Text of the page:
Sunday, February 10, 2013

Building the Market Street Station (and 3D-printing Architectural Details)

One of the reasons I like historical research is that it gives me additional inspiration and the occasional kick-in-the-pants to do more modeling. Sometimes, the research gives me insights into what other businesses I am modeling might look like - the report on Mission Valley Canning hinted at the appearance of a typical cannery. At other times, research about an unbuilt industry or building can make me eager to actually start construction.

Take the San Jose Market Street depot, for example. When the SP replaced the original 1860's station with a new depot built in 1883, stations with attached train sheds were all the rage. I've no idea why San Jose received such a depot. Perhaps the Victorians didn't appreciate being forced to walk into sunlight when boarding a train. Perhaps the buildings were modeled on Eastern stations intended for less pleasant weather. Perhaps the train shed helped a farm town's station look more impressive. There's some evidence for simply envy and image, too. I've seen reports that the Market Street station was built to compare favorably the South Pacific Coast's competing station and train shed in West San Jose. Regardless of the reason, the large shed was both an obvious landmark and product of its Victorian creation date. By the 1920's, it was hopelessly old-fashioned compared to the modern depots of the 1920's, lacking either the majesty of stone or the modern lines of Art Deco or Streamlined Moderne that might imply that San Jose was a forward-looking town. For the local comedians, disparaging the old station's train shed was always worth a few laughs. Patricia Loomis's "Signposts 2" book of famous San Jose streets repeated an old vaudeville joke that must've gotten some good laughs:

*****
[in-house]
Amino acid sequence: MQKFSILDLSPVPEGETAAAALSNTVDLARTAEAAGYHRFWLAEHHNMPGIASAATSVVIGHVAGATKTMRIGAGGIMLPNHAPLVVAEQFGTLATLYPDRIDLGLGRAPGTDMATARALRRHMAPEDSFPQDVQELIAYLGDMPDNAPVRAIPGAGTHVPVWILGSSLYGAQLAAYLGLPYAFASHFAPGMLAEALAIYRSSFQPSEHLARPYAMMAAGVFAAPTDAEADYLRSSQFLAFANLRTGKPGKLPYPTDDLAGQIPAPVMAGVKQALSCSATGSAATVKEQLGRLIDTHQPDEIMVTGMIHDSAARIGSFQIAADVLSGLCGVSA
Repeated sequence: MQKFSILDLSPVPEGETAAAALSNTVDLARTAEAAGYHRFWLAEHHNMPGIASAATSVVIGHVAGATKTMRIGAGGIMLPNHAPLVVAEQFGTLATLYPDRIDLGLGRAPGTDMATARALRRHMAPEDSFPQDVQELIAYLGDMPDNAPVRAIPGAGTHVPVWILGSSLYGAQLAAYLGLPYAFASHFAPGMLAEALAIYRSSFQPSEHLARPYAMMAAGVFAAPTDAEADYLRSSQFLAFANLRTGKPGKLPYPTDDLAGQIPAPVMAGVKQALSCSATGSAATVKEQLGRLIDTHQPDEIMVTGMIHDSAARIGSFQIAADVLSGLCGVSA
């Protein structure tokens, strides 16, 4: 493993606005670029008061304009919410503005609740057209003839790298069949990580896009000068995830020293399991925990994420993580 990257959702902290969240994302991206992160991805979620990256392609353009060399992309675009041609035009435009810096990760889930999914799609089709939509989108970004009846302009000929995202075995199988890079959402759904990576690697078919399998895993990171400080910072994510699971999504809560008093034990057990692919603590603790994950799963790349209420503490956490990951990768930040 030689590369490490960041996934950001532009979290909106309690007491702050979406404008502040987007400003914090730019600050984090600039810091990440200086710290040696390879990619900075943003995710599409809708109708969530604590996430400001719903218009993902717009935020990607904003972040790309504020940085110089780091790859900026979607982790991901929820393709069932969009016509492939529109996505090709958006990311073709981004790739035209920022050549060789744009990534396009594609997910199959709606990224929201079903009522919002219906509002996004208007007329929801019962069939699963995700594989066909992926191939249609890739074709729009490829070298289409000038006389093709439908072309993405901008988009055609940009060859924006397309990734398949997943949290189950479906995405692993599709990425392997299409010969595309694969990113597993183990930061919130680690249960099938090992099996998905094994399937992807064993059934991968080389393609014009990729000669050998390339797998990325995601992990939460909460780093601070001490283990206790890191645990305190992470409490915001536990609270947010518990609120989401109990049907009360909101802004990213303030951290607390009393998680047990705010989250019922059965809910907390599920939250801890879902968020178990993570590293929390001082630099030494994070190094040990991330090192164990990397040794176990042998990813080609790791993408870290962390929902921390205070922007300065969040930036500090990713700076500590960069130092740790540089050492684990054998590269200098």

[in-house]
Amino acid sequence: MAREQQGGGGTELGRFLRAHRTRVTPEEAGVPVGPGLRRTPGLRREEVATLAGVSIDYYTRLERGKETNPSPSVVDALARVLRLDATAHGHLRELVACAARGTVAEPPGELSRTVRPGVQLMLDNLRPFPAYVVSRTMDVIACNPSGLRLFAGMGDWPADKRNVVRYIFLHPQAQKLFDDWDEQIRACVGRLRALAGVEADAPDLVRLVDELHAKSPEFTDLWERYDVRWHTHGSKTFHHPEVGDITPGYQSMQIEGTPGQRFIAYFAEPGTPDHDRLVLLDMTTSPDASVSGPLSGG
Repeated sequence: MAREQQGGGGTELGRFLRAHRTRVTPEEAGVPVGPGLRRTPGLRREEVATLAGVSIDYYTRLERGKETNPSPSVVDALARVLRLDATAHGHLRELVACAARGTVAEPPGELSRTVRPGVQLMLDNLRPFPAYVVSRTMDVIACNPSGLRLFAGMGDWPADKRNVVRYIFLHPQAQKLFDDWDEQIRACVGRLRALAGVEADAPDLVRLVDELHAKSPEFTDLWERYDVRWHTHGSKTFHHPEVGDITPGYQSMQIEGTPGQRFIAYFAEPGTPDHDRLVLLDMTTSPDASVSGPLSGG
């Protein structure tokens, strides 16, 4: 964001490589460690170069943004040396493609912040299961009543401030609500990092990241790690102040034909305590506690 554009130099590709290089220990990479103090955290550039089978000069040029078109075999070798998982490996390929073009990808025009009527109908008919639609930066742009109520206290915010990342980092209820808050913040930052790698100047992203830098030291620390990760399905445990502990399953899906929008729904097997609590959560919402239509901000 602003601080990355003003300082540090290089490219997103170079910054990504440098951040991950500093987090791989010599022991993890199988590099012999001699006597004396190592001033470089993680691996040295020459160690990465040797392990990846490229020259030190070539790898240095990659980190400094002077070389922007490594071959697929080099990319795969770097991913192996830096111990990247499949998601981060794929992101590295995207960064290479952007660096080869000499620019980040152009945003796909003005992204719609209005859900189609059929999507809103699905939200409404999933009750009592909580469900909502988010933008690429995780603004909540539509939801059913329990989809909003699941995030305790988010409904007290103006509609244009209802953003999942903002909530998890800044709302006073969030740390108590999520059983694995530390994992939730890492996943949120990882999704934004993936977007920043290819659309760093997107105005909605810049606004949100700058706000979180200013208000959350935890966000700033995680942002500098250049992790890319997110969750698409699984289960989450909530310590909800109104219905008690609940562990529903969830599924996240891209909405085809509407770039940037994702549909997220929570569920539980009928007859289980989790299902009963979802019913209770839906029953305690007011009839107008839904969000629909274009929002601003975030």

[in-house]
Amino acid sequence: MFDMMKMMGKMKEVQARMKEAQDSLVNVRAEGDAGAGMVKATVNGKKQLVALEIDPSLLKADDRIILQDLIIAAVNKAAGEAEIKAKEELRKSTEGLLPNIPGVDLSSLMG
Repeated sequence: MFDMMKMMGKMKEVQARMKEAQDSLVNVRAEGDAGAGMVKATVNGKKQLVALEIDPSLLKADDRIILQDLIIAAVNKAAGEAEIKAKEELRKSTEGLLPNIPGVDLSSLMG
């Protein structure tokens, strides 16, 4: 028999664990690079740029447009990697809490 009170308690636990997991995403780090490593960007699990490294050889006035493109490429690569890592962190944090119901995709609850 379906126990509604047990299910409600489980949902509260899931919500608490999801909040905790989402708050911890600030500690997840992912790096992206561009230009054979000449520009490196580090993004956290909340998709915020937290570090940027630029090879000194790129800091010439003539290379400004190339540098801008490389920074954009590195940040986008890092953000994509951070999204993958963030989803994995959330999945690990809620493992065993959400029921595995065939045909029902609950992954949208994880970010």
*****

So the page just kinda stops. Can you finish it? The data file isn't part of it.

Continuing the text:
One comedian greets another with "How'd you get to San Jose?"
"I came on train."
"Where'd you get off?"
"That big thing that looks like a barn."
"Oh, yeah, Noah used it as an ark for one season, then sold it to the S.P."

Now that's classic entertainment. They don't make comedians like that any more.

I'd built the station building for Market Street back in 2003 when I first built the shelf layout. The station appeared quickly, but I always hesitated on starting the train shed. The missing train shed's been an obvious hole on that layout for several years now. When I researched the closing of the station in old newspapers back in December, I got reminded of how cool a building it would be, and with that inspiration, started building.

The train shed is built from styrene sheet and rod. My biggest challenge was getting the rough proportions of the building correct and identifying the wall configurations (and noticing the venting occasionally visible at the top of each wall). Actual construction took only a couple days once I'd tested out measurements and shape. Each side is 26 inches long, constructed of alternating body sections and leg supports. I created a jig to hold each of the body sections (with 6x12 beams forming the top and bottom trim) against each 12x12 leg at the proper height.

My biggest challenge was figuring out how to do the yellow-and-brown paint job. I'd initially decided to try assembling the skeleton and trim out of 12x12 styrene, painting all the trim brown, then dropping in pre-painted yellow scribed sheet for the body. A couple attempts at that convinced me I couldn't size the scribed siding perfectly enough for the walls to look neat. Instead, I glued the walls together as one assembly, with all trim and body assembled, then used masking to get the neat paint job. I initially spray-painted the entire model yellow, masked off the parts to keep the yellow body color, and sprayed the brown trim.